Have you ever been in a situation where you felt cornered by someone with a need?  Have you ever felt bullied and pressured to do something you really weren’t prepared to do at the time?

If you were given a little time and space, you may have changed your mind, but you didn’t have that opportunity.

Since my mom is visiting, we decided to take in some of the sights of Chiang Mai with her.  We have been here for over a year now, two and a half years in Thailand, but haven’t visited an elephant camp yet. (Sad, I know.)

So, we booked an all inclusive tour and made our way by van about a hour or so north of the city.

Once we arrived at the camp, we were greeted by the coolest elephants and their mahouts (drivers/trainers). They were motioning excitedly for us to grab the rope and get up on the elephants bare back.  I thought it would be fun and was the first to grab on.  Many other people followed and the others were having a great time snapping pics.

When we were all off the elephants, we were standing there waiting for our “already paid for” tour to begin.

 

Instead we were blocked in by the elephants and mahouts who were standing there with 100 baht bills in their hands staring at all of us ATMS (eh hem, I mean “tourists”).

No one said anything, but the expectation was clear.  They wanted tips, now, and the expectation was set…not 20 baht, but 100 baht.

I gave a tip and asked one of the young guys in Thai, “where do we go next?  It’s hot.”  We were all standing in the sun with no clear direction. Eventually we moved on.  After watching the mahouts let the elephants go into the river to cool off, we sat down on some bleachers for a show.

After the show, the mahouts rode the elephants up to us and again the 100 baht bills appeared.  But this time we were seated between these huge elephants and the top row of a set of bleachers.  I didn’t have anything appropriate to give them at the time.

I was thinking that I could give tips when everything was finished. I could give when I actually felt like I should give something because I felt like the service was worth it!  I just wasn’t properly prepared at that exact moment.

Yet I was being cornered. Literally.

But the craziest thing happened.  When I didn’t put cash into the elephants trunk to give to his rider, he was trained to begin to hit us with his trunk!  At this point my four year old was getting scared and my wife was getting pissed.  I told the mahout in Thai, “Stop it.  Make him stop.”  Instead of stopping he looked us right in the eye and made the elephant hit us again and again!  They finally backed away after an uncomfortable length of time.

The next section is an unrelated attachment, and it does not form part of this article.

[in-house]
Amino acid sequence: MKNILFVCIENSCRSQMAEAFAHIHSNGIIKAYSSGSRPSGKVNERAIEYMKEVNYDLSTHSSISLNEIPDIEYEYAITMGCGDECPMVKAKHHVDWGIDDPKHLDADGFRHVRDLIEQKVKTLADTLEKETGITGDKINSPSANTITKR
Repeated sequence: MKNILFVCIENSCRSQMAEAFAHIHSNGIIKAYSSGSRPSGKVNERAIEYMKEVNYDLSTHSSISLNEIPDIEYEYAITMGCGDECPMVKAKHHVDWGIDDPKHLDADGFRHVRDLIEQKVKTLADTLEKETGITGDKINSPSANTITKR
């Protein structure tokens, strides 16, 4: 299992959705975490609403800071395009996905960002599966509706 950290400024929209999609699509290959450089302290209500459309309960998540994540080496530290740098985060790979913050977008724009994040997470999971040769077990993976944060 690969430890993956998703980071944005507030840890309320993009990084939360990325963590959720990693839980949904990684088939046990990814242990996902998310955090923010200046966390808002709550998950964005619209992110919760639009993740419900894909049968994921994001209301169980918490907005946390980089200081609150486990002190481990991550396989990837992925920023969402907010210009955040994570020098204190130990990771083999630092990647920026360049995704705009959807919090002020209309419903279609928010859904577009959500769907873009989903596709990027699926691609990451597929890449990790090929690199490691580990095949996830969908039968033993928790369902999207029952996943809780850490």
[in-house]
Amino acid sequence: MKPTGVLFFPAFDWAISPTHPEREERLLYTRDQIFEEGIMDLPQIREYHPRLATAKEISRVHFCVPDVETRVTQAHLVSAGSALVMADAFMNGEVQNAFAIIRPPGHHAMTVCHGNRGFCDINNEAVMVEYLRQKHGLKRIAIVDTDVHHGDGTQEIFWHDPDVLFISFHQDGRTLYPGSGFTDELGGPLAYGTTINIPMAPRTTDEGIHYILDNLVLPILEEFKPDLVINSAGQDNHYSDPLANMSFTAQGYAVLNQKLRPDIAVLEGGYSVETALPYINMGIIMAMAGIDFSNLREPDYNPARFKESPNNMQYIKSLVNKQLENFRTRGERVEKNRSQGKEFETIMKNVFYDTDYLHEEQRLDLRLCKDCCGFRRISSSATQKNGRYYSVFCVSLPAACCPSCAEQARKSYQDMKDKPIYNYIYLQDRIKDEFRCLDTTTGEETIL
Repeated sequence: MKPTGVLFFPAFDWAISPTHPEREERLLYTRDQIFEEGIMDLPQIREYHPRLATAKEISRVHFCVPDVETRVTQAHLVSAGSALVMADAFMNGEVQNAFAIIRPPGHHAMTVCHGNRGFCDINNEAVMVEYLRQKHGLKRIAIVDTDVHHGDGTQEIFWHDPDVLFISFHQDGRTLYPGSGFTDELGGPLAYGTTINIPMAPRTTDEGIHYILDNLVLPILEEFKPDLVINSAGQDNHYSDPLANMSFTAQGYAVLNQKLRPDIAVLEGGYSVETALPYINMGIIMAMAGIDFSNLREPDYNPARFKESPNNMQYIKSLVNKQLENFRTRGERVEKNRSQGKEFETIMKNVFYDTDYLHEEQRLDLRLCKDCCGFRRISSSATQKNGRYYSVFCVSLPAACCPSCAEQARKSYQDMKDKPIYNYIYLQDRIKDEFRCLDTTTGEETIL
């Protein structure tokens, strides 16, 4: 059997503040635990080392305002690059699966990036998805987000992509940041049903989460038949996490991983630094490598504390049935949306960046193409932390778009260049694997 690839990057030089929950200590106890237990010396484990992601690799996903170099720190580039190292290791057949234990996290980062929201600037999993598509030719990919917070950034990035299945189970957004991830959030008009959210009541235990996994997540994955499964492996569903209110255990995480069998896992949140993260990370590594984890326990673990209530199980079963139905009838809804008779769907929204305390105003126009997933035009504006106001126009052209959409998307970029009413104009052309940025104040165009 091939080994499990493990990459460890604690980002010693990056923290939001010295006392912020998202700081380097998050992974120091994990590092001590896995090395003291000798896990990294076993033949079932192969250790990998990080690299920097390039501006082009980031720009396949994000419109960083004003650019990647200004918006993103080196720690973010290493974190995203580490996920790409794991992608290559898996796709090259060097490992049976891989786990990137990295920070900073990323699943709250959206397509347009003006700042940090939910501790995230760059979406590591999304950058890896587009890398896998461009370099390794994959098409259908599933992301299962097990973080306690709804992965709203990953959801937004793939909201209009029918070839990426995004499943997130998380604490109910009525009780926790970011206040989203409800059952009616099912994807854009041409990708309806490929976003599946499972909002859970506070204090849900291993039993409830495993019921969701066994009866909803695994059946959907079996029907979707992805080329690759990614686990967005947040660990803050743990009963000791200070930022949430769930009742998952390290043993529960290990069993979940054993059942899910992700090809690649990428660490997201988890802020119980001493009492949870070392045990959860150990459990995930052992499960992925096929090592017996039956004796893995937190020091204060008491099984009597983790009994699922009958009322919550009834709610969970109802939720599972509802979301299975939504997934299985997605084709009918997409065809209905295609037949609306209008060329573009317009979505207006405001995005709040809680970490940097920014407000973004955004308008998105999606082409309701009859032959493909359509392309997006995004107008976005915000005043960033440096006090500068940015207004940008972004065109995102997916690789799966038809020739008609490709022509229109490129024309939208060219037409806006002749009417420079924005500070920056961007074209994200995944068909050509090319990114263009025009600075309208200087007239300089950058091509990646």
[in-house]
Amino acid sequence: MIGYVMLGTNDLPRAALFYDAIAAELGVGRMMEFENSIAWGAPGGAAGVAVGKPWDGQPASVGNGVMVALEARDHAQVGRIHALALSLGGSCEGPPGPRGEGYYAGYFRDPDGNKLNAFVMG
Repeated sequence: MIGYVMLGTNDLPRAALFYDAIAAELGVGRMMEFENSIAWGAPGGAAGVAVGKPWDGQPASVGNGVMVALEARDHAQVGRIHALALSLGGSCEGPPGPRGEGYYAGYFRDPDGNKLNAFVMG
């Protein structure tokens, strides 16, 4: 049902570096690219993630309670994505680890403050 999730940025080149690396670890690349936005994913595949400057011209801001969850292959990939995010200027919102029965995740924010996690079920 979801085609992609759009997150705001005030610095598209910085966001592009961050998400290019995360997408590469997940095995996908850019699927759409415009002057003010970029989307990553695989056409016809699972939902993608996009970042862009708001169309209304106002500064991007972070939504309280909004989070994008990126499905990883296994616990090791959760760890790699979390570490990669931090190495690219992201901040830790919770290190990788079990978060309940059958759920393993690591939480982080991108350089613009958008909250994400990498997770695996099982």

What would you have done in that situation?  Hit the elephant back?  He had just picked up a huge log with that same trunk! With one swipe he could have taken us all out.  Screamed at the driver?  I had spoken calmly and he just glared back at me.  It was clearly a case of bullying for money.

During the tour there were other set up times to extract more “tips.”  I just hate stuff like this.

Through all of this I realized somethings that I think are common for most of us.

  • I am all about helping the needy, but I despise it when people feign poverty in order to get money from someone.  It can come from a sad look or some other form of manipulation.  Not everyone who feigns need is truly in need.
  • I don’t like it when people are expecting a certain amount, get something less than what they expected, and then catch an attitude. Don’t they realize they could have received nothing and that they are sealing their fate when it comes to any potential future “tips”.
  • If they don’t receive anything, don’t they realize that they are blessed to even be able to have a decent job and the income from the tour that I ALREADY paid for myself and the four other people with me?
  • Bullying a person, or using fear and manipulation, may squeeze a “tip” out of a person but it almost certainly guarantees a loss of future business both from that person and the people they know.
  • We may be normally generous people but when a person comes with a “sense of entitlement”, it is a complete turn off to generosity.

I’m sure you can think of your own examples and applications, right?

Don’t get me wrong.  If you work for mainly tips, I am not talking about you.  Maybe what I am talking about is mainly a problem of the “tourist traps” in this part of the world.  Maybe its not.  More than the issue of “to tip or not to tip” or “to be generous or not”, I am talking about manipulation and bullying.

I hate it and I think you do too.

My mom told me that she was approached by a woman not too long ago while she was having lunch at a McDonald’s in the States.  The woman said she was hungry and wanted my mom to buy her some food.  After some questioning about her situation, my mom agreed to buy her a hamburger.  The lady scoffed, “I mean, you can’t buy me a whole meal deal?  I need more to eat than a hamburger!”

That, my friends, is a sense of entitlement.

My mom was surely willing to buy her the whole meal, but since the lady caught an attitude, she ended up with nothing that day.

We need to be aware of this sense of entitlement and how it will hinder our goals, not help.

When it comes to elephants and entitlement; they may get some short term gain but they are sure to lose in the long run.

What do you think?  Have you ever been in a similar situation?  How did you handle it?

PS: With this exception, we had a good time at the elephant camp.  The price was good for what we got from the tour.

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